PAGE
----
Basketball Hall of Famer Bill Walton dies at 71

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Monday, May 27, 2024
Hall of Famer Bill Walton, 71, dies of cancer
Two-time NBA champion and basketball Hall of Famer Bill Walton has passed away following a prolonged battle with cancer, the NBA announced on Monday.

NEW YORK -- Two-time NBA champion and Basketball Hall of Famer Bill Walton has passed away following a prolonged battle with cancer, the NBA announced on Monday.

Walton died surrounded by his loved ones, his family said. He is survived by wife Lori and sons Adam, Nate, Chris and Luke - a former NBA player and now a coach.

"Bill Walton was truly one of a kind. As a Hall of Fame player, he redefined the center position," NBA Commissioner Adam Silver said in a statement.

Walton, who was enshrined in the Hall of Fame in 1993, was larger than life, on the court and off. His NBA career - disrupted by chronic foot injuries - lasted only 468 games with Portland, the San Diego and eventually Los Angeles Clippers and Boston. He averaged 13.3 points and 10.5 rebounds in those games, neither of those numbers exactly record-setting.

His most famous game was the 1973 NCAA title game, UCLA against Memphis, in which he shot an incredible 21 for 22 from the field and led the Bruins to another national championship.

"One of my guards said, 'Let's try something else," Wooden told The Associated Press in 2008 for a 35th anniversary retrospective on that game.

Wooden's response during that timeout: "Why? If it ain't broke, don't fix it."

They kept giving the ball to Walton, and he kept delivering in a performance for the ages.

bill walton
FILE - UCLA center Bill Walton (32) shoots for two of his record 44 points against Memphis State in the NCAA cchampionship in St. Louis, March 26, 1973.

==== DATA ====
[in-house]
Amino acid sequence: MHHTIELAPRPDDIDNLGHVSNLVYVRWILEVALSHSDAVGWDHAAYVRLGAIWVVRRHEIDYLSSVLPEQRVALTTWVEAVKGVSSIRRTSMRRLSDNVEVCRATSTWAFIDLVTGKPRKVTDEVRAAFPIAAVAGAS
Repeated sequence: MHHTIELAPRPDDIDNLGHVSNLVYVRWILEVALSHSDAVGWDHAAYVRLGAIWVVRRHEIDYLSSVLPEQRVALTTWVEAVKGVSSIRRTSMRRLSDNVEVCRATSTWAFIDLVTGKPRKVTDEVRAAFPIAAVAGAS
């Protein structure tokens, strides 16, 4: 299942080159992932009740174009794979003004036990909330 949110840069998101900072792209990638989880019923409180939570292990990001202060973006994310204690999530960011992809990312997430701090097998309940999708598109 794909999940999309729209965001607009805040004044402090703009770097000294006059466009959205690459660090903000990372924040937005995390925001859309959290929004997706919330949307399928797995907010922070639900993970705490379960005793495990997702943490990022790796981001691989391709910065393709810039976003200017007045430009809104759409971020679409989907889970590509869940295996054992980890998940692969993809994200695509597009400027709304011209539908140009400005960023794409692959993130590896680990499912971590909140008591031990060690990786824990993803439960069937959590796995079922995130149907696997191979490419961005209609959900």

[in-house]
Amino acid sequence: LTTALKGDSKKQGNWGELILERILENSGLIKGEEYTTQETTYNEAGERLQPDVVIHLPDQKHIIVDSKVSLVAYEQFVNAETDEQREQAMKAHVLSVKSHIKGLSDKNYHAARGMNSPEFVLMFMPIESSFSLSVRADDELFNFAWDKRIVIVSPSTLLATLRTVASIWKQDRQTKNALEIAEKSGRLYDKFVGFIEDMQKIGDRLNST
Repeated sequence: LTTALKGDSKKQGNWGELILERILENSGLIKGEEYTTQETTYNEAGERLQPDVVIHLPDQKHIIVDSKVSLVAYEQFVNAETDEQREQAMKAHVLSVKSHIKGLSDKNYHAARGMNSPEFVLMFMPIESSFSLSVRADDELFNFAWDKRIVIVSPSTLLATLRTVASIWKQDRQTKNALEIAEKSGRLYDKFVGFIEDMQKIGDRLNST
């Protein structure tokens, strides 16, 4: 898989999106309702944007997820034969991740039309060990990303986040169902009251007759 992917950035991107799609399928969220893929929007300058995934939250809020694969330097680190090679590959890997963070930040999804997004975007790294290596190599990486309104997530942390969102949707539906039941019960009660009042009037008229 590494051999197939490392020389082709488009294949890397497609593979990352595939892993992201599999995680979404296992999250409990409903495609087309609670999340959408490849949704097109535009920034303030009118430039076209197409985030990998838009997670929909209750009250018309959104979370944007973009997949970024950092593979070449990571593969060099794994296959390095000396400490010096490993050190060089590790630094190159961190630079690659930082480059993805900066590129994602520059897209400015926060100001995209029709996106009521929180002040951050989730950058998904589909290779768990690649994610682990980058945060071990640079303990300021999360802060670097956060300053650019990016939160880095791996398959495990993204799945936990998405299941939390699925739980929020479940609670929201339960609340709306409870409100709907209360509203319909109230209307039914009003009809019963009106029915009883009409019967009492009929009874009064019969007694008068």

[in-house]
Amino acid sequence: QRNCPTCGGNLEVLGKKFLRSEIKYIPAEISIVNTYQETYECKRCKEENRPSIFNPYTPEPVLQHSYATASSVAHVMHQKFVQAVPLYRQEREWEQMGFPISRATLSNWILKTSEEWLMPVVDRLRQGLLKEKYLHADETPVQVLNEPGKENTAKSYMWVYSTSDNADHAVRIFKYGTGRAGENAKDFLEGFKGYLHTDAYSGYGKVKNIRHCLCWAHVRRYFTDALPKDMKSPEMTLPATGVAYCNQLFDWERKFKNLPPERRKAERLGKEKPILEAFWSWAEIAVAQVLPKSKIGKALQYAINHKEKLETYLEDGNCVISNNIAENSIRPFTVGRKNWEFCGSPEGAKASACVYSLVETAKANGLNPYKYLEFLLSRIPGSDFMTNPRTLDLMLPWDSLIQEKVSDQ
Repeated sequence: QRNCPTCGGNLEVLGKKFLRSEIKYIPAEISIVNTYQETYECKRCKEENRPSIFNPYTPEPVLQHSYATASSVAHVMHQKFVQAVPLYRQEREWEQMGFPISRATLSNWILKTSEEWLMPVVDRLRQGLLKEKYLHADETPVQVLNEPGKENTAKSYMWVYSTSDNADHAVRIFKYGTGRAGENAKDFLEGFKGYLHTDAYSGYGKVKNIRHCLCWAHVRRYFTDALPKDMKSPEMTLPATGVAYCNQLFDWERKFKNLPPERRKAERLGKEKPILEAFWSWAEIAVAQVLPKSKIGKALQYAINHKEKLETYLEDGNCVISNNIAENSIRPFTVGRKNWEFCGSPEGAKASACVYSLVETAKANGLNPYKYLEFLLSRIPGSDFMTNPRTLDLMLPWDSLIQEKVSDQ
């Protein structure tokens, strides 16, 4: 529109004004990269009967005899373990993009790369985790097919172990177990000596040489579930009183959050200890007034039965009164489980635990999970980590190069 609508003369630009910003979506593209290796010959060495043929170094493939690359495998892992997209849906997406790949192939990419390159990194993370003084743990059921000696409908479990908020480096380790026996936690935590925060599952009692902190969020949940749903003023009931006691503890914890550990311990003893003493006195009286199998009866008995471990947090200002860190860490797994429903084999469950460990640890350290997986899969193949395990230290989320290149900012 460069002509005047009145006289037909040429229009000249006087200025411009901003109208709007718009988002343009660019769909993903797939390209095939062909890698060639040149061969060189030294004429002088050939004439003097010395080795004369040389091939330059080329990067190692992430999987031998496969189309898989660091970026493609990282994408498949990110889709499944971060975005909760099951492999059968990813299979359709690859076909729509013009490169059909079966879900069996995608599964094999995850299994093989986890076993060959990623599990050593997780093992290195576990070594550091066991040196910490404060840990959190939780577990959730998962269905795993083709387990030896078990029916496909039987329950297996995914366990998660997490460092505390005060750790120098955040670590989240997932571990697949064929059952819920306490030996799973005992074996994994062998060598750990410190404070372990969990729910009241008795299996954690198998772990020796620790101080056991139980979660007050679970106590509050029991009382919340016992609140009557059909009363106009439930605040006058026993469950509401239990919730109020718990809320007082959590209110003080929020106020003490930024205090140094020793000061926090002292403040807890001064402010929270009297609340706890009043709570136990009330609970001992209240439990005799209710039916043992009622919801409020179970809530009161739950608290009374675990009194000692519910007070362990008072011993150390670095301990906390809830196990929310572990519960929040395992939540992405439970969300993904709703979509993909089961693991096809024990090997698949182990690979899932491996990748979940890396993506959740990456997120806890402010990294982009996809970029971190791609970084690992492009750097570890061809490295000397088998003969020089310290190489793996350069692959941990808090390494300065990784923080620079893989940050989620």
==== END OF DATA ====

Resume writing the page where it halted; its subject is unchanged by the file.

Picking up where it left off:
AP Photo/file

"It's very hard to put into words what he has meant to UCLA's program, as well as his tremendous impact on college basketball," UCLA coach Mick Cronin said Monday. "Beyond his remarkable accomplishments as a player, it's his relentless energy, enthusiasm for the game and unwavering candor that have been the hallmarks of his larger than life personality.

"As a passionate UCLA alumnus and broadcaster, he loved being around our players, hearing their stories and sharing his wisdom and advice. For me as a coach, he was honest, kind and always had his heart in the right place. I will miss him very much. It's hard to imagine a season in Pauley Pavilion without him."

The first overall pick of the 1974 NBA draft by the Portland Trail Blazers, the 6-foot-11 Walton played 10 seasons in the NBA, winning championships with the Blazers (1977) and the Boston Celtics (1986). He averaged a double-double over his career, totaling 6,215 points (13.3 per game), 4,923 rebounds (10.5 per game), 1,034 blocks (2.2 per game) and 1,590 assists.

A two-time All-Star, he led the NBA in rebounding and blocks in 1977 and was the league's Sixth Man of the Year in 1986.

After his NBA career, Walton turned to broadcasting where he entertained generations of basketball fans.

Walton originally joined ESPN in 2002 as a lead analyst for NBA games before shifting to college basketball in 2012. He was named one of the top 50 sports broadcasters of all-time by the American Sportscasters Association in 2009.

Walton was an Emmy winner.

"In life, being so self-conscious, red hair, big nose, freckles and goofy, nerdy-looking face and can't talk at all. I was incredibly shy and never said a word," Walton told The Oregonian newspaper in 2017. "Then, when I was 28 I learned how to speak. It's become my greatest accomplishment of my life and everybody else's biggest nightmare."

The last part of that was just Walton hyperbole. He was beloved for his on-air tangents.

He sometimes appeared on-air in Grateful Dead T-shirts; Walton was a huge fan of the band and referenced it often, even sometimes recording satellite radio specials celebrating what it meant to be a "Deadhead."

And the Pac-12 Conference, which has basically evaporated in many ways now because of college realignment, was another of his many loves. He always referred to it as the "Conference of Champions" and loved it all the way to the end.

"It doesn't get any better than this," he once said on a broadcast, tie-dyed T-shirt on, a Hawaiian lei around his neck.

"What I will remember most about him was his zest for life," Silver said. "He was a regular presence at league events - always upbeat, smiling ear to ear and looking to share his wisdom and warmth. I treasured our close friendship, envied his boundless energy and admired the time he took with every person he encountered."

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Information from the NBA, ESPN and the Associated Press